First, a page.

At this stage we cannot be over-prescriptive. We still have no choice but to wait and see whether the Church of England will bless this way of enabling many of us to remain within its ranks, were women to be admitted to the episcopate.

There are complex but not necessarily irresolvable issues to address. How, for instance, would The Society relate to the local dioceses in which it would function? Could the now famous Archbishops’ amendment, defeated at last July’s General Synod, still prove to be of help in this regard? Were The Society’s bishops not to be given the necessary jurisdiction to play a major role in the appointment of its priests and in the future of its parishes, arguably, we would have been offered little more than the terminal care that we have always feared.

A way forward

Recent history, as shown by the intransigence of the majority of the Revision Committee, or by many in the House of Clergy during meetings of the previous General Synod, does not offer great hope. Against this, there are some signs of a newly elected General Synod being more sensitive to our needs. Many bishops are still anxious to find a way forward that will give us the provision that will make it possible to remain. And ever lingering in the background is the thought that, were there not eventually provision to be made for us that meets our genuine concerns, then many in the present General Synod might think it better for the legislation not to go forward. However difficult our present situation might be, there is every reason for building up our life together within The Society and in continuing to work for what we believe to be just and right.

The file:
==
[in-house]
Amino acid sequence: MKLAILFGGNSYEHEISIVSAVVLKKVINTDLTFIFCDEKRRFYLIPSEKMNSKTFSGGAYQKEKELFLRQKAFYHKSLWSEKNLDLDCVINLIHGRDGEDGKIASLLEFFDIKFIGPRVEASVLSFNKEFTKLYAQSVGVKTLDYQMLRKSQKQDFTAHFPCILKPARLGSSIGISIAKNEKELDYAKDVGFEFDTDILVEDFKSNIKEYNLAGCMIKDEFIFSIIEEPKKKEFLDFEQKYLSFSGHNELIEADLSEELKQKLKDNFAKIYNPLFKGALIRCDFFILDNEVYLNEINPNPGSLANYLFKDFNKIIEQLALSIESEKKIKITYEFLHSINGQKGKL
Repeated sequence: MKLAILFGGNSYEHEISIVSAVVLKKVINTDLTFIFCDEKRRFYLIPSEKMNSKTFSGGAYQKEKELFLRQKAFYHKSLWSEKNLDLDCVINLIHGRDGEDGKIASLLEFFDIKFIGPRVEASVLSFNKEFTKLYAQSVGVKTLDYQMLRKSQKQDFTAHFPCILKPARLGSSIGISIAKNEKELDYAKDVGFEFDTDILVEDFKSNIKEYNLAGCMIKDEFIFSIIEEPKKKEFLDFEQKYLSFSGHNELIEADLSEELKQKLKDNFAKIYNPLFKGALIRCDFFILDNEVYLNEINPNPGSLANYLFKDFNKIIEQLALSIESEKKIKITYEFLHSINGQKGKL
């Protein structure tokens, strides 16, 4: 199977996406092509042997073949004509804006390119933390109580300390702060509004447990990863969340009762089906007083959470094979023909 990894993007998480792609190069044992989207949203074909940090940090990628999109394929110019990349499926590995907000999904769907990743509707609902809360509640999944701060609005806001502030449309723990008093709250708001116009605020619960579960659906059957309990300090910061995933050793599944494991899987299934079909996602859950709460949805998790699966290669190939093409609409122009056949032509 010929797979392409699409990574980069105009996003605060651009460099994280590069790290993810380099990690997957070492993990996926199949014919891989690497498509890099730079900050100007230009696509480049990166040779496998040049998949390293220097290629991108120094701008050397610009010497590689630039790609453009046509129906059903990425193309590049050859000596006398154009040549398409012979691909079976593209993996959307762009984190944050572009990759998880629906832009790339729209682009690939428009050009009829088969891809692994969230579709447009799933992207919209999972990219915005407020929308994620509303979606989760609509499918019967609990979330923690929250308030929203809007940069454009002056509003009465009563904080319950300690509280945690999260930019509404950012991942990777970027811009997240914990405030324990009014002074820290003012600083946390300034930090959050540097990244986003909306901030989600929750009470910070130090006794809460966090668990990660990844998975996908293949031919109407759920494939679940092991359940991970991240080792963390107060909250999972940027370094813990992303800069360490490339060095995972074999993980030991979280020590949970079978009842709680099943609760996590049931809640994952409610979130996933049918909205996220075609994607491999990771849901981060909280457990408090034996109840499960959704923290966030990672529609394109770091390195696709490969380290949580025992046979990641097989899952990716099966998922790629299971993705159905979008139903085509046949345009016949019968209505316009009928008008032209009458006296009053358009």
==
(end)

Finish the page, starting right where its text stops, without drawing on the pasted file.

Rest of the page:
There is nothing, meanwhile, to stop us from increasingly organizing ourselves as The Society. There are, already, some dioceses where the additional chapter is beginning to see itself as the meeting of The Society’s priests, relating to its appropriate Catholic bishop. A List of lay members within the diocese has been compiled and imaginative programmes are being produced to deepen The Society’s life and mission.